REVIEW – On the 4th March, the Théâtre des Champs-Élysées opened its doors to the charismatic young pianist, Simon Ghraichy. The striking young pianist celebrated his French, Mexican & Lebanese roots with a brilliantly eclectic program.
Ghraichy started the concert with Marquez’s infamous Danzon No. 2. The rhythms originating from Cuban dance rippled from the piano, and the nostalgic melodies were stretched out and gradually sped up to a grandiose end. The audience were hooked. In contrast, Liszt’s Sonata in B minor showed his technical brilliance throughout an uninterrupted 3- movement piece. He drew out the three distinct motives and played the dark chords at slightly different times to create a surreal, melancholic mood.
In the second half, Ghraichy changed into a patchwork waistcoat and striking Argentinian shoes- the South American inspired program perfectly matched his outfit. He showcased a wonderful mix from a variety of composers, all of whom were influenced by Liszt’s revolutionary Sonata. Ghraichy started with a cheerful trio of Cuban dance music La comparsa, Cordoba and La 32 by Ernesto Lecuona (1895-1963). This moved seamlessly to Debussy’s allusive Serenade Interrompue, the virtuosic Cantos de España by Isaac Albéniz reaching New York Skyline by Heitor Villa-Lobos.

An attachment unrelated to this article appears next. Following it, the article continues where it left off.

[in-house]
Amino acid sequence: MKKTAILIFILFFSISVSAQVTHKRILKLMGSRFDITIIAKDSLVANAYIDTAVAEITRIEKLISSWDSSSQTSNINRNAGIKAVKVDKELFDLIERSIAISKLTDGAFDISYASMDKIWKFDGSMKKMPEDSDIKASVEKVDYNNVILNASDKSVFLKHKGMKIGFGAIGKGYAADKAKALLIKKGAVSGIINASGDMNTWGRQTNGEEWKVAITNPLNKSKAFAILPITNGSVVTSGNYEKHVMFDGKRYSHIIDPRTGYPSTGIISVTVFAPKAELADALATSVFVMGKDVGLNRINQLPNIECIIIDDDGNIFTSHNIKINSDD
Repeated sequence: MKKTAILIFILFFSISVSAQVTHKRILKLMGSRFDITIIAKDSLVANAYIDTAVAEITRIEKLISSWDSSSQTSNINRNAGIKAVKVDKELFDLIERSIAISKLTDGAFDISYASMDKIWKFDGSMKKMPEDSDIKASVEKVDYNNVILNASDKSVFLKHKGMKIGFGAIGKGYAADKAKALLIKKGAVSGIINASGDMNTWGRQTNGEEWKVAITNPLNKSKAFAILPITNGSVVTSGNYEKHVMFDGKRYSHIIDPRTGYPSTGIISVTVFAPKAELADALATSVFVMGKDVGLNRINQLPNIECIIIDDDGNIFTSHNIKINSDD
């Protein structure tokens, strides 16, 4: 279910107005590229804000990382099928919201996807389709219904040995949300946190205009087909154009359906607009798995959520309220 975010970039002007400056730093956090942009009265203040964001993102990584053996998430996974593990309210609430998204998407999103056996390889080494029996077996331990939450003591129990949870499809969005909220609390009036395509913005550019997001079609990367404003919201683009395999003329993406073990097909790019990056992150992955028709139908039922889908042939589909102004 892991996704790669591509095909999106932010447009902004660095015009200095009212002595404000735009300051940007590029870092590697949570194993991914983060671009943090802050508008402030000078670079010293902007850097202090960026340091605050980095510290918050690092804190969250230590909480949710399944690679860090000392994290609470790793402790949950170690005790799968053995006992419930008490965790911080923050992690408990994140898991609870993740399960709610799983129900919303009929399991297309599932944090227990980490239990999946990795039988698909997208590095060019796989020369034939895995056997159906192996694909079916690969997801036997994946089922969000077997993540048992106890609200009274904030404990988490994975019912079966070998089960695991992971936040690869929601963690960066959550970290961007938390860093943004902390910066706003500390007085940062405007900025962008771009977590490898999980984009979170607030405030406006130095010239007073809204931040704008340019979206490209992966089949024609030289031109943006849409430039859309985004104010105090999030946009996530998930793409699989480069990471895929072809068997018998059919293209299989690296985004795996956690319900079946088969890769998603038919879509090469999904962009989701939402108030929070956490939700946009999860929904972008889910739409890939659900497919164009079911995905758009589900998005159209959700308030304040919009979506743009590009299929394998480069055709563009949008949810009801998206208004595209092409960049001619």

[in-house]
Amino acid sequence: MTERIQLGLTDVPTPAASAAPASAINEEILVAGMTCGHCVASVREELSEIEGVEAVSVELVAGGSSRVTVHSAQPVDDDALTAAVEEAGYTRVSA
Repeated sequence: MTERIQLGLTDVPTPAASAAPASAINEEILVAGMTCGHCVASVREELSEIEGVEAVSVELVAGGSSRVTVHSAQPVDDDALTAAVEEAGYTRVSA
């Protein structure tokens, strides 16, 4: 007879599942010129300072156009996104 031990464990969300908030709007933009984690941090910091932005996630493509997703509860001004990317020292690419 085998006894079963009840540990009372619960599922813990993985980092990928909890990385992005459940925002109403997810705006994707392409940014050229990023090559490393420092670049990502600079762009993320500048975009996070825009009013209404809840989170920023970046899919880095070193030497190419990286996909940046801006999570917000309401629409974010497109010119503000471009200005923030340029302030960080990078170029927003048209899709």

A loud ‘Encore!’ from the audience led to the much anticipated surprise performances. Two percussionists from the Orchestre National de France arrived on stage with a set of Latin percussion including bongos, a wood block and shakers. The iconic Danzon No. 2 was played once again, but in a whole new way, with the percussion bringing out the syncopated accents and varying tempi. The piano melody sang above the rest, while the percussion highlighted the Cuban-dance rhythms, staying meticulously in time. The audience were on the edge of their seats, swaying to the rhythms. The final encore was sung by the Argentinian Soprano, Mariana Flores. She performed two songs, accompanied by Ghraichy on the piano, and the raw emotion she shared with the audience was a fitting end to a very moving evening.
From Cuban dance, Latin percussion, to Argentinian song, this was not your average classical concert at the Théâtre des Champs-Élysées . Ghraichy is bringing a new image to classical music through his multi-cultural roots, reaching out to a young public that want to hear more.
Written by Anna Quinn